Indian Multiversities Alliance

Most universities around India have been operating like a centrally controlled funnel where only knowledge from a single certified source is considered valid. This is usually called the ‘mainstream’. However, in various corners in the country, there are centres — like ships sailing against the winds of ‘factory schooling’ — working on diverse ‘alternative’ ways of education. With the common goal of re-imagining higher education in India, some of these alternative universities recently got together to form the Indian Multiversities Alliance.

The Indian Multiversities Alliance aims to harness the collective wisdom and imagination of different organisations to give the youth more learning opportunities and choices than the ones currently available in the current education scenario. It aims to generate meaningful responses to the deep crisis of relevance facing the Indian education system.

Twenty-five educators from different parts of the country met for three days from 21st to 23rd May 2017 at Swaraj University, Udaipur to organize the first meeting of the Alliance. Reva Dandage, co-founder of Swaraj University, Udaipur, shared, “The purpose behind forming the Alliance is to share pedagogical innovations with each other, deepen collaborations and opportunities, and to help mentor new alternative university projects which respect peoples’ diverse knowledge systems that are starting up around the country. There is a need for a learning revolution in higher education to respond to the various challenges the world is facing.”

While each of the alternative universities differed in their duration, focus and age range, the participating initiatives shared a common pedagogical vision of being learner-led, re-connecting with nature, living more sustainably on the planet, rebuilding local economies and the deepening of human consciousness. They respect many diverse streams of knowledge and learning coming from many sources, starting with valuing the learner’s own experiences. Many do not require previous academic degree or diploma to join. They have varied programs and designs to cater to different needs of learners and local communities. For instance, Bhoomi College, Bangalore, runs courses on sustainable living and holistic education where their core is built on understanding self, soil and society. Lemon School of Entrepreneurship, Nagpur enables the students to go through a process of ‘boundary-less ideation to ideating with boundary’ as they develop new social business ideas. Here, the generation and selection of entrepreneurial ideas are done by the participants themselves with a view of benefitting people, planet and profit.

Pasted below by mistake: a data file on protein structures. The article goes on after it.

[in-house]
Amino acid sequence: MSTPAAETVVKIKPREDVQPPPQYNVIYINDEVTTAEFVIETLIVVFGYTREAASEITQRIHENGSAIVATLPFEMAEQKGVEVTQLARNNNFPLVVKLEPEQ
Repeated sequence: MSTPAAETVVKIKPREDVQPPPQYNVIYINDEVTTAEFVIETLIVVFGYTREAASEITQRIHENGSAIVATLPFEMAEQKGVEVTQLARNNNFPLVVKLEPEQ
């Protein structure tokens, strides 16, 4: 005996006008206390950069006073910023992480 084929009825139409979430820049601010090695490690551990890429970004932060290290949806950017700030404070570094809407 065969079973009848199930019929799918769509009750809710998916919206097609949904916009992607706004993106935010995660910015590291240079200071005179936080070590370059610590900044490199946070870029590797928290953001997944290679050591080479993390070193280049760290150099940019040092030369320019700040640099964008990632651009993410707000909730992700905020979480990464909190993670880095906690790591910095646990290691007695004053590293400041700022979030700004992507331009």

It was exciting to see so many multiple models present during the meeting. The focus area of projects ranged from the fundamental thoughts on the role of our five senses in learning, to experiential entrepreneurship, to community media, to slow food, to digital learning platforms, to transform learning in the cities, etc.

There were discussion sessions, games and activities: Day One included sharing of personal journeys as well as a ‘pecha-kucha’ visual presentations of their initiatives. Day Two was for Open Space where different sessions were offered by the participants for each other — on strengthening digital technology applications, building a mentorship network for new projects, expanding collaboration and synergies, and new pedagogy experiments inside and outside the classroom.